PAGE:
Here’s When You Should Buy Oil for a Short-Term Trade

oil-stockphotoOil has been crushed.

On Friday, the price of West Texas Intermediate (WTI) crude oil fell 10%. That’s the biggest one-day decline in five years.

Since June, WTI oil has fallen from more than $110 per barrel to around $65. That’s a 41% drop in about five months. In short, oil is now trading at its lowest price since 2009.

That has a lot of traders looking to buy. But before you jump in, there’s one important point to remember…

Before an asset can start to move higher, it has to stop falling.

It seems obvious. But traders often forget this simple rule. We get caught up in trying to buy at the bottom… and we jump into a trade without seeing any price action that suggests the decline is over.

[ad#Google Adsense 336×280-IA]Every once in a while we get lucky, buy at the bottom, and capture 100% of the subsequent bounce.

Most of the time, though, we jump in too early and suffer a loss.

Here’s how to prevent that from happening…

If an asset is in a steep decline, wait for it to recover 50% of its previous daily decline before buying it.

A 50% reversal is enough to shift the short-term momentum from bearish to bullish and to kick off at least a short-term rally phase.

Now, let’s apply this to oil today.

Take a look at this chart of the United States Oil Fund (USO) – an exchange-traded fund that tracks the price of oil…

You can see the big hit USO took last week. The fund is now trading about 18% below its 50-day moving average (DMA).

But before you buy USO at this depressed level, let’s apply our rule of waiting for an asset to recover 50% of its previous daily decline before making a trade.

Using Friday’s fall from $27.90 (Wednesday’s closing price) to $25.58 (Friday’s closing price), that means we’re looking for USO to move back above $26.74 per share – the first red line on the chart. That should lead to a move up to the next red resistance line at about $29.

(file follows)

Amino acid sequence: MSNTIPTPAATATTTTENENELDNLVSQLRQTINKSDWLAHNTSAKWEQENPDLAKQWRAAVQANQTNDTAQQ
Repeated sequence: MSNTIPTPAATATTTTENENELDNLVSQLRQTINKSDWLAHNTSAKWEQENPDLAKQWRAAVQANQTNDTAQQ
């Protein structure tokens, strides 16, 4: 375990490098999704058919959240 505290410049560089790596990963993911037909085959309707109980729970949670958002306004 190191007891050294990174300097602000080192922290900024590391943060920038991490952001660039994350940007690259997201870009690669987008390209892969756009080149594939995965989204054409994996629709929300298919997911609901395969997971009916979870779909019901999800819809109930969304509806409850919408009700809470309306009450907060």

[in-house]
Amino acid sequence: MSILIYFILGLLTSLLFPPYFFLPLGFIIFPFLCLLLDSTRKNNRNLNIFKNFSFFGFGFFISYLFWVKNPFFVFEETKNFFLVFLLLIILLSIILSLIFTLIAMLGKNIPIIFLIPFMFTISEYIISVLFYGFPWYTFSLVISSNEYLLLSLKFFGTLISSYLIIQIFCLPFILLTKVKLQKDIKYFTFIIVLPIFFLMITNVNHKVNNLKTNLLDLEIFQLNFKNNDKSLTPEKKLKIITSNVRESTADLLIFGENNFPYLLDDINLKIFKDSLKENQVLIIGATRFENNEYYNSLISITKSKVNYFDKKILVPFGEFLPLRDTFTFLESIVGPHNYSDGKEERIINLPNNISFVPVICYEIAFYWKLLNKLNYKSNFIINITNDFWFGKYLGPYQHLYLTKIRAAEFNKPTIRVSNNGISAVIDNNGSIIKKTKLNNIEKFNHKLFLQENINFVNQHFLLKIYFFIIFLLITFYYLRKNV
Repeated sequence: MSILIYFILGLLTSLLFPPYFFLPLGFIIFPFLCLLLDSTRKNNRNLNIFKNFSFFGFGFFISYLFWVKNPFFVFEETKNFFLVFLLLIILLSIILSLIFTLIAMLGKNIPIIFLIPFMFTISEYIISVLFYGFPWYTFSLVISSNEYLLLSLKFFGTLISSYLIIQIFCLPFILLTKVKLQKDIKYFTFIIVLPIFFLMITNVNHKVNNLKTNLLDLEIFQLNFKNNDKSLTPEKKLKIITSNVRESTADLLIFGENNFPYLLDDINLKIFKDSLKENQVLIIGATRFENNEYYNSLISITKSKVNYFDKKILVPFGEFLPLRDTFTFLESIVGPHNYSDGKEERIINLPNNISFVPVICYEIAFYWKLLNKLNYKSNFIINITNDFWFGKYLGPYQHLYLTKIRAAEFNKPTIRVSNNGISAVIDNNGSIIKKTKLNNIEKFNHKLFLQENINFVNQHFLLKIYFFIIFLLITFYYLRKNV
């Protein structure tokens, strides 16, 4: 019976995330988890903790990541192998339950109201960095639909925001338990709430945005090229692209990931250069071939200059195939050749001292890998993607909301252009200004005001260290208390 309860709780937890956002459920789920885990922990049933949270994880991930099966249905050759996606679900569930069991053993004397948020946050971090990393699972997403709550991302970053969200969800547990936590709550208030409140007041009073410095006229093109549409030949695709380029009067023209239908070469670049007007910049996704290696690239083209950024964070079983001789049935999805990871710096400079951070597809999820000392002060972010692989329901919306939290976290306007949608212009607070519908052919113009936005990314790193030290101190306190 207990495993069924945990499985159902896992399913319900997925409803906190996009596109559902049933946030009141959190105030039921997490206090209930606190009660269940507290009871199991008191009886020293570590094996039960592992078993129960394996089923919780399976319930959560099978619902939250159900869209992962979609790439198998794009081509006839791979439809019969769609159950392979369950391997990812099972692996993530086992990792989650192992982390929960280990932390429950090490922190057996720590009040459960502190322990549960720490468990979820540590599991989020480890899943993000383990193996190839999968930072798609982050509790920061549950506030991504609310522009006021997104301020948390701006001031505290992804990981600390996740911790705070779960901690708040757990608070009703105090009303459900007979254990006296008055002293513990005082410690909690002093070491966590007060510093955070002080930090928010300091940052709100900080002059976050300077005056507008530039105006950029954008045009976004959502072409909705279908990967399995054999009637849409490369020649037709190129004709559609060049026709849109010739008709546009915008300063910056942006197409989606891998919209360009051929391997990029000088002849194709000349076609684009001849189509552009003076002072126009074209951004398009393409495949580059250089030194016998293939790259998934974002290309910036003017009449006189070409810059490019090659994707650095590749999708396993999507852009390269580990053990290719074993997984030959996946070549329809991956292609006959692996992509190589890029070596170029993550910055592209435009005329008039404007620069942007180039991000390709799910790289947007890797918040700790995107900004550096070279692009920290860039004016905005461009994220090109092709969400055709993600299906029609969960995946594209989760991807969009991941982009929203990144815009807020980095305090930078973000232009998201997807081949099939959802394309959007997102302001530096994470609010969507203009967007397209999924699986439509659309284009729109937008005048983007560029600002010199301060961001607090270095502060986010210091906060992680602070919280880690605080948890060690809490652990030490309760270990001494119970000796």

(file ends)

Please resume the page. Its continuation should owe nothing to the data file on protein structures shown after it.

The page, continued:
If USO continues lower, continue to move the buy trigger lower as well. For example, if USO falls another $1 per share and closes at $24.58, look to buy on a move back above $25.08. That would be a 50% recovery.

By using this trading discipline, you’ll never buy a stock at the absolute bottom. But you’ll be able to buy a stock close to the bottom and at a point where the momentum has shifted to bullish. This will lead to more profitable trades.

Right now, oil is so deeply oversold that even a modest bounce could generate big gains. But oversold conditions can get even more oversold. Wait until the price stops falling and USO can recover at least 50% of its previous day’s losses.

That will be the time to buy oil for a short-term trade.

Best regards and good trading,

Jeff Clark

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Source: Growth Stock Wire